State Animal Guide Book
- Grades: 3–5, 6–8
Before Ben’s father created the wolf diorama, he carefully researched the animal and the region where it lived (Gunflint Lake, Minnesota). Encourage your students to become dedicated researchers as they learn about native animals in the United States.
What it teaches: Research skills, writing, geography
What you need: Internet access, library access, pen and paper
What to do:
- Talk with students about research that museum artists like Ben’s father must do before creating an exhibit. Also show them the Acknowledgments at the back of Wonderstruck, where Brian Selznick explains the extensive research he did to create the book. List examples on the board. What kinds of research did Selznick do? Historical? Geographical? Scientific?
- Explain to your class that together you are going to embark on a research project of your own. Each state has a state animal. For example, Missouri’s state animal is the Missouri mule, and West Virginia’s state animal is the black bear. Some states have more than one. A state mammal is the official or representative mammal of a U.S. state. States also have separate state birds, and sometimes state fish or state butterflies or state reptiles. Ask your students: Why do you think a state picks a particular animal? Then share a list of state animals from a site such as statesymbolsusa.org.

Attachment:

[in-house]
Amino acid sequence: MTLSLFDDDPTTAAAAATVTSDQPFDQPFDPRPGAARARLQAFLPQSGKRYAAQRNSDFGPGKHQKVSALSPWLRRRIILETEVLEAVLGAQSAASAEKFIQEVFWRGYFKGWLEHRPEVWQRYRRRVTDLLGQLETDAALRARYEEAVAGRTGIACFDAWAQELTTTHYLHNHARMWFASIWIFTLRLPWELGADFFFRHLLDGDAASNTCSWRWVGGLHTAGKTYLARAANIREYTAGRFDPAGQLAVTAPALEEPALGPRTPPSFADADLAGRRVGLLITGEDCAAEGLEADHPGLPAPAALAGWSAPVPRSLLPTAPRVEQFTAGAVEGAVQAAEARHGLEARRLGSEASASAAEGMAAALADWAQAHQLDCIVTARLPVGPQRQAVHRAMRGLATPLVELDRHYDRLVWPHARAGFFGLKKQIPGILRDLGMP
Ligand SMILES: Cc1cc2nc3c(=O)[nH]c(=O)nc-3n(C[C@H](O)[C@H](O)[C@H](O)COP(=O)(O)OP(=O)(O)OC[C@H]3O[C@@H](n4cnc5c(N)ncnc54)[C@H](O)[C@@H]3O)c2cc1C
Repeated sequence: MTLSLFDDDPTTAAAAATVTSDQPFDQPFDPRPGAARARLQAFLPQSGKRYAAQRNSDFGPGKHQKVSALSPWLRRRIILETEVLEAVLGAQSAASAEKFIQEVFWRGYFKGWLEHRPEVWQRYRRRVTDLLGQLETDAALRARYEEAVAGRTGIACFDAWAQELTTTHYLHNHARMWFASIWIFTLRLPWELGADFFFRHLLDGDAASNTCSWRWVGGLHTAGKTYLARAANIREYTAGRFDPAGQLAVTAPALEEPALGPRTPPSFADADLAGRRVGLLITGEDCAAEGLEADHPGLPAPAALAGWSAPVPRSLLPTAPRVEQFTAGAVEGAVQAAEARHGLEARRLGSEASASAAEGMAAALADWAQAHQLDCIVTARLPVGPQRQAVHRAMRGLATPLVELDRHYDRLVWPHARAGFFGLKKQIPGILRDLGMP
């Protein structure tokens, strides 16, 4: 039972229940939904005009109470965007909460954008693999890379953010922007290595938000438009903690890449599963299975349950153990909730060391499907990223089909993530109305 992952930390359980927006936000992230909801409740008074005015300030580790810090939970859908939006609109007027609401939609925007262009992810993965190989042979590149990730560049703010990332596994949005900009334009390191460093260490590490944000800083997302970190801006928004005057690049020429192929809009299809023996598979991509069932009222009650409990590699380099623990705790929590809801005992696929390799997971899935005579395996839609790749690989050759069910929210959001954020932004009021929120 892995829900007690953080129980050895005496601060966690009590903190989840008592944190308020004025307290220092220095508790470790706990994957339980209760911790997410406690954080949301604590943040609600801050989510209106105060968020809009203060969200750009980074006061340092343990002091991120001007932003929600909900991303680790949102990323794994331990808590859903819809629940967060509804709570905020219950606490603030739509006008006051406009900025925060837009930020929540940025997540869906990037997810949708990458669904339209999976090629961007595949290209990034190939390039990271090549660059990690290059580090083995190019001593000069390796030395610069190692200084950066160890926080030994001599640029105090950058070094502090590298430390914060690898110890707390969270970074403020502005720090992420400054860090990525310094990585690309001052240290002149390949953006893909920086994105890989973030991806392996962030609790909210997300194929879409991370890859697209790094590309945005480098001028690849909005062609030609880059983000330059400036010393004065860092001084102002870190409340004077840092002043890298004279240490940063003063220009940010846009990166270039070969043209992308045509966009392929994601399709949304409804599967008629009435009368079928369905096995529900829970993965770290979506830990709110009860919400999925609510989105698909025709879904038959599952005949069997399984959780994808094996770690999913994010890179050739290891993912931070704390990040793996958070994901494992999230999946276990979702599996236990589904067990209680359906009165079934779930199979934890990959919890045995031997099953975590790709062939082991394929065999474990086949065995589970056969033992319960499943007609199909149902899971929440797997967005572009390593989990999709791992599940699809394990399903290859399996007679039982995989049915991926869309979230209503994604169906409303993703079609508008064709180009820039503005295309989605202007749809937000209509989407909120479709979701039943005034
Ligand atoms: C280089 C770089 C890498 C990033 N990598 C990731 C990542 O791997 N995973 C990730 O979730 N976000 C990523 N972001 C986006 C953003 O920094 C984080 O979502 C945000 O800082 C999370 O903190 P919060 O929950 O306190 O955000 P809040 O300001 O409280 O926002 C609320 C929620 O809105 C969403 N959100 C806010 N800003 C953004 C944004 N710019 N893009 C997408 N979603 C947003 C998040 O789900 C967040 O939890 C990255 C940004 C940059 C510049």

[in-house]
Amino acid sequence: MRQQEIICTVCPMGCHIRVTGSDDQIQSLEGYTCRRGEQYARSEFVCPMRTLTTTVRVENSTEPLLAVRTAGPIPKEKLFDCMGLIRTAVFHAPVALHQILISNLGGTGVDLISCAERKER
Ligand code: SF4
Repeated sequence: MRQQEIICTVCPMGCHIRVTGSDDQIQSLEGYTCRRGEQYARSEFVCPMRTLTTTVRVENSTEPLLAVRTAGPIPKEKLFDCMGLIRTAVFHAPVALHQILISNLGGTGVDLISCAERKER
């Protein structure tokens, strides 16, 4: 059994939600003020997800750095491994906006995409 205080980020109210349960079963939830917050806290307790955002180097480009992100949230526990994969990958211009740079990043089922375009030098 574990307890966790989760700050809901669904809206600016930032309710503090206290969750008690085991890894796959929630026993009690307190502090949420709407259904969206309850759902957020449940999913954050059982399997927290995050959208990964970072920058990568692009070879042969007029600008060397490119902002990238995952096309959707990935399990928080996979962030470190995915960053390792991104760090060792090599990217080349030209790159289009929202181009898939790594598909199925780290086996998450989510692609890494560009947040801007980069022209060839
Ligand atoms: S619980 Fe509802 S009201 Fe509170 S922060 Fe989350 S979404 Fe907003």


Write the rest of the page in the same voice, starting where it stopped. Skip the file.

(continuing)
- Invite each student to choose a state animal and research the animal and the state it comes from. Can they discover if the animal is native? Does it still live in the wild in that state? Why was the animal chosen? Invite them to create a one-page fact sheet about the animal, its habitat, and state it lives in?. (Alternatively, students could create a “glog,” or interactive poster at glogster.com.) Ask each child to present his or her work.
Afterwards, collect students’ pages into a classroom book or post their glogs on your class website.
Dec 06, 2011